Each year, the Nodaway County Extension staff is given the opportunity to name outstanding community leaders to the University of Missouri Leader Honor Roll. This award recognizes individuals who have gone above and beyond their call of duty on behalf of Extension. This year we would like to honor Rob Sobota and Bryan and Brenda Beason.

      • Show/Hide

        2015 — Northwest Missouri State University Police and Walter Redden

        The Northwest Missouri State University Police are key players in our local community as well as campus community. They are committed to building key relationships with stakeholders and members of their team which has allowed them to focus on important issues impacting the community. The campus police department along with the Office of International Affairs has joined forces with University of Missouri Extension to partner in providing a variety of relevant topics for international students through the Rent Smart program.

        Walter Redden has served on the Nodaway County Extension Council since 2012. While serving on the Extension Council he has been an energetic and eager part of the team. We appreciate how hard Walter works to help promote MU Extension within Nodaway County and throughout the region.

      • Show/Hide

        2014 — Joseph Frueh and Mike Luke

        Each year, the Nodaway County Extension staff is given the opportunity to name outstanding community leaders to the University of Missouri Leader Honor Roll. This award recognizes individuals who have gone above and beyond their call of duty on behalf of Extension. This year we would like to honor Joseph Frueh and Mike Luke.Each year, the Nodaway County Extension staff is given the opportunity to name outstanding community leaders to the University of Missouri Leader Honor Roll. This award recognizes individuals who have gone above and beyond their call of duty on behalf of Extension. This year we would like to honor Joseph Frueh and Mike Luke.

        Joe Frueh is from Pickering and graduated from North Nodaway in 2011. The council was looking for some young county residents to serve on the council. Joseph was identified and won his election. He served on the Nodaway County Extension Council from 2012 to 2014. While he was on the council he served as the Nodaway Regional Council representative. At his first regional meeting he was elected Northwest Regional Extension Council Vice-President. It was an honor for the county to be represented by such an energetic leader who wasn’t afraid to take a leadership role in his first meeting. Joe was also recognized as a Young Adult Leader on the Nodaway County Council. Joe is a senior at Northwest, majoring in Agriculture Education. He will be student teaching at Savannah High School in January and will graduate in May. We hope he will continue supporting extension as he begins his career in Ag Education.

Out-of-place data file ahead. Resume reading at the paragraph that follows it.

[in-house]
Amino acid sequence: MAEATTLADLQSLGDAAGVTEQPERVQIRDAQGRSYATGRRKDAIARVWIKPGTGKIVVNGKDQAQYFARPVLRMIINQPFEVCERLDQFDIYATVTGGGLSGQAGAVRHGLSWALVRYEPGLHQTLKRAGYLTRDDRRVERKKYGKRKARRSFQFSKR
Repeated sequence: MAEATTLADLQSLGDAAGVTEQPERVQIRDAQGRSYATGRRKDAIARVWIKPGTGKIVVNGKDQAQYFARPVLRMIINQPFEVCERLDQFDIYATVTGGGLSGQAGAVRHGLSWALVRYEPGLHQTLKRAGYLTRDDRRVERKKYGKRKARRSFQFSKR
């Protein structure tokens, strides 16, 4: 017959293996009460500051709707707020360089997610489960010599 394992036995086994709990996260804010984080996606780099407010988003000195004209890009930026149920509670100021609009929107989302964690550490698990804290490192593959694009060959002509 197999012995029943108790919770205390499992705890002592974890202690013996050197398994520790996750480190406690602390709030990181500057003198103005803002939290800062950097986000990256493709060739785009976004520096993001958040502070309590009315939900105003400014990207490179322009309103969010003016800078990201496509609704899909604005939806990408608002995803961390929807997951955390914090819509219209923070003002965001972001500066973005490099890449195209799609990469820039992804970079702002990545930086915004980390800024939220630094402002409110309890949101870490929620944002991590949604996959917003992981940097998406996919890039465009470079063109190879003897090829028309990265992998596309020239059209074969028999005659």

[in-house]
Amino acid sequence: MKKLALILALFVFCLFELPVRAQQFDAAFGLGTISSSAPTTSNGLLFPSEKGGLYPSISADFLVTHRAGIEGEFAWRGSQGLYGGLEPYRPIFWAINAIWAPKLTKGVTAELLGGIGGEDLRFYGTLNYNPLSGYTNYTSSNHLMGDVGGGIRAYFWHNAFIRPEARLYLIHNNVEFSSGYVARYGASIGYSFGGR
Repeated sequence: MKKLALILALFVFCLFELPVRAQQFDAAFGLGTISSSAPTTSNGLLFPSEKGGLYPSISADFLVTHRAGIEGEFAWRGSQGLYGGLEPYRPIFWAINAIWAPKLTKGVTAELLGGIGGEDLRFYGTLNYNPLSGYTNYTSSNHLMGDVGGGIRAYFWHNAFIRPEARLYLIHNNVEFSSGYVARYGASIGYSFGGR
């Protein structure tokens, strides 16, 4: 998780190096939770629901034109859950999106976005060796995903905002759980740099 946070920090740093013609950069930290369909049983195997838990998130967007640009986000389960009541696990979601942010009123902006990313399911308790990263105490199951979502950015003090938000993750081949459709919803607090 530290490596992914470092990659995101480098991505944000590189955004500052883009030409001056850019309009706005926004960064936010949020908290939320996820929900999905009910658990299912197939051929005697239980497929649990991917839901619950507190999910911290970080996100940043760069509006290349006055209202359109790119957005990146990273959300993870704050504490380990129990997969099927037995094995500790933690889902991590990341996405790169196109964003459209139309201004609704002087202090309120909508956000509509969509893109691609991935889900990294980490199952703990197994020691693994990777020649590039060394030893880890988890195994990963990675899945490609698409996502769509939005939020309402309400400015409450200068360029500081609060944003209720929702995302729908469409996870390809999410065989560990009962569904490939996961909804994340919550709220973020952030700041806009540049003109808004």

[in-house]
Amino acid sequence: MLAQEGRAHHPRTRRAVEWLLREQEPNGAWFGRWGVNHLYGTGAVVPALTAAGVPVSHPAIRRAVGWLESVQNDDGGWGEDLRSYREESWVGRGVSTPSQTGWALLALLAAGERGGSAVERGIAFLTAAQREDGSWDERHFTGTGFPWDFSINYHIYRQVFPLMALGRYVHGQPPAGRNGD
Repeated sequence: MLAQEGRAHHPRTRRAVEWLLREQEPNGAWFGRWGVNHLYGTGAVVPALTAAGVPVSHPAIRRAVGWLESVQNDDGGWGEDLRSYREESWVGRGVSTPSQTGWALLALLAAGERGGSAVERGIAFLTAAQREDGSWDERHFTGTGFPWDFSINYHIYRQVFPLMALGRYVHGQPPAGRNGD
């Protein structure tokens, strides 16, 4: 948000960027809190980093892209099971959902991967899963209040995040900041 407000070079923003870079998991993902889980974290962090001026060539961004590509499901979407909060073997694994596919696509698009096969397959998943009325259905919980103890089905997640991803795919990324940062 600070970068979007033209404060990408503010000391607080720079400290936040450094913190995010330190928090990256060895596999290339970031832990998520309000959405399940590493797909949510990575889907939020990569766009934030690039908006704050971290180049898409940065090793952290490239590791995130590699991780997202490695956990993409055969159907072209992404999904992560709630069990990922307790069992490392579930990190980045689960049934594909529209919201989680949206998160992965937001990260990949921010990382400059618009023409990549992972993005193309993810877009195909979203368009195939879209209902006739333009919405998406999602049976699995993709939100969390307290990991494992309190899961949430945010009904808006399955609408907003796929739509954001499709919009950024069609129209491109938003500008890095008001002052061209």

Mike Luke has been involved with MU Extension and Nodaway County 4-H for many years. He and his family are active in the Busy Bee 4-H Club and have provided leadership for the overall county 4-H program. Mike has served as a club leader and project leader. One of his biggest roles was serving as the county 4-H council Treasurer for seven years. While serving as Treasurer he provided support for the 4-H/FFA livestock Committee, building committee, shooting sports program, and was instrumental in receiving United Way allocations. One of Mike’s most recent projects, partnering with United Way special allocations, was purchasing and installing the "Nodaway County 4-H Welcomes You" sign, displayed on Highway 71. Mike recently retired his duties as Club Leader and 4-H council treasurer but has promised to continue his involvement with 4-H and Extension.

        Joe and Mike, we appreciate your support that you provide MU Extension in Nodaway County. Please join me in congratulating them as the 2014 recipients of University of Missouri Extension Leaders Honor Roll.

  • Show/Hide

    Missouri Century Farms

    The Missouri Century Farm program is jointly administered by the MU College of Agriculture, Food and Natural Resources; University of Missouri Extension; and the Missouri Farm Bureau.

    Nodaway County honorees

    2018
    • Jackson Farms — Lloyd T. Jackson — 565 acres near Bolckow has been in the family since 1863.
    2017
    • John Andrew Bliley Farm — Joseph Bliley, Robert and Mary From, From Farms — 129 acres near Stanberry has been in the family since 1903.
    • Willson Farm — Danny and Tonya Willson — 197 acres near Barnard has been in the family since 1901.
    • Nicholson Farm — Russell and Kay Nicholson — 139 acres near Hopkins has been in the family since 1917.
    2016
    • Stelter Farms — 120 acres near Maryville has been in the family since 1914.
    • Paul and Beverly Warner Farm — 80 acres near Graham has been in the family since 1915
    • Heart of the Valley Farm — William F. Welch, Frank I. Welch & William V. Welch – 190 acres near Parnell has been in the family since 1899.
    • Oakview Acres LLC, Joseph and Anna Wilmes —160 acres near Maryville has been in the family since 1916.
    2015
    • Albert V. and Elizabeth Henggeler
    • Benjamin and Ette Belle Tompkins
    • Turner Farms Inc.